Sale of sacrificial animals yet to pick momentum

High prices, bad weather conditions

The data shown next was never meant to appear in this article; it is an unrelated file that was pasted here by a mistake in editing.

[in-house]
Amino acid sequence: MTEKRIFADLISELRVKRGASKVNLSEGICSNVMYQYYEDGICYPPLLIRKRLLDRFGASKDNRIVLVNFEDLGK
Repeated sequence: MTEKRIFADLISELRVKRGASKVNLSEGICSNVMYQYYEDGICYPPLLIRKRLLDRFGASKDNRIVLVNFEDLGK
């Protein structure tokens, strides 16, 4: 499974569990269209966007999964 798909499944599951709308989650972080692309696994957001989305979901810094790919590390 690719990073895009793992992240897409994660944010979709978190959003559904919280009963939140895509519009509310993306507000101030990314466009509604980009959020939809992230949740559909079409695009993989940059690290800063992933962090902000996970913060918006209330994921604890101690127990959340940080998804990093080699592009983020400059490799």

LAHORE   -   Shah Pur Kanjran is a prominent cattle market in Lahore, bustling with activity as Eid-ul-Azha approaches. It is the largest cattle market in Pakistan, where over 20,000 animals are expected to be sold. Shah Pur Kanjran can accommodate over 20,000 animals during peak days, and nearly 3,000 traders from different cities are expected to participate. The Lahore Division Cattle Market Management Company oversees the market’s activities throughout the year, with anti-encroachment staff ensuring trading activities remain within designated areas. However, the market is not showing much activity as yet though animal traders from different areas are arriving in large numbers hoping for profitable sales. In addition to the main market, the district administration has set up 13 cattle markets and sale points in nine zones of the provincial capital, all of which are fully operational. Furthermore, 12 temporary markets have been established at various locations in Lahore. Muhammad Ismail, a trader from South Punjab, mentioned that small animals like goats are selling more compared to cows, bulls, and camels. He attributed this preference to the limited space most Lahore residents have for keeping large animals. Ismail also highlighted the impact of inflation, noting that the cost of caring for cattle and transporting them to the market has doubled from Rs 5,000 per animal last year to Rs 10,000 this year. Ismail expressed disappointment with the market’s response, stating that buyers are not meeting traders’ expectations, often leaving after bargaining without making a purchase. He noted that the highest price fetched for a goat so far was Rs 150,000, and he anticipated price hikes for bulls and goats in the coming days. A customer reported buying a large, attractive bull for Rs360,000, a high price for the beginning of the market. Shaukat Ali sold a bull for Rs180,000, considering it an average amount. He observed that the sale of large animals is slow, as most people prefer to buy them just a few days before Eid-ul-Azha. Ali mentioned that some traders are returning home with their animals due to low buyer turnout and inadequate facilities. Nazeer Ahmed, another frustrated trader, remarked that the market is failing to meet expectations, forcing many traders to return home without recouping their expenses. He said harsh weather conditions were also adding to difficulties of animal traders. Several traders complained about poor treatment by the land contractors, specifically mentioning issues with Zulqernain, the market supervisor. Muneer Ahmed, a cattle trader, reported that vehicle entry tickets cost Rs150, and exit fees, which have been increasing daily, reached Rs 900 recently. He criticized the lack of consistent rules and regulations enforced by the cattle management company. Another trader complained that when animals get ill, there are no medical facilities, and the sanitation conditions are also not good. However, Minister for Local Government Zeeshan Rafique had May 24th announced that medical camps will be set up for lumpy skin vaccines and Congo virus spray. He had also stated that holidays of officers and staff have been cancelled to ensure cleanliness.  Metropolitan Corporation official Syed Zaki stated, “We charge fees year-round as per the administration’s schedule for entry and exit. However, for Eid-ul-Azha, we have auctioned the spots, and they are charging traders based on their revenue targets. Our schedule includes charges of Rs1,000 for Mazda/Daala, Rs300 for Shehzor, and Rs150 for pickup vehicles.”

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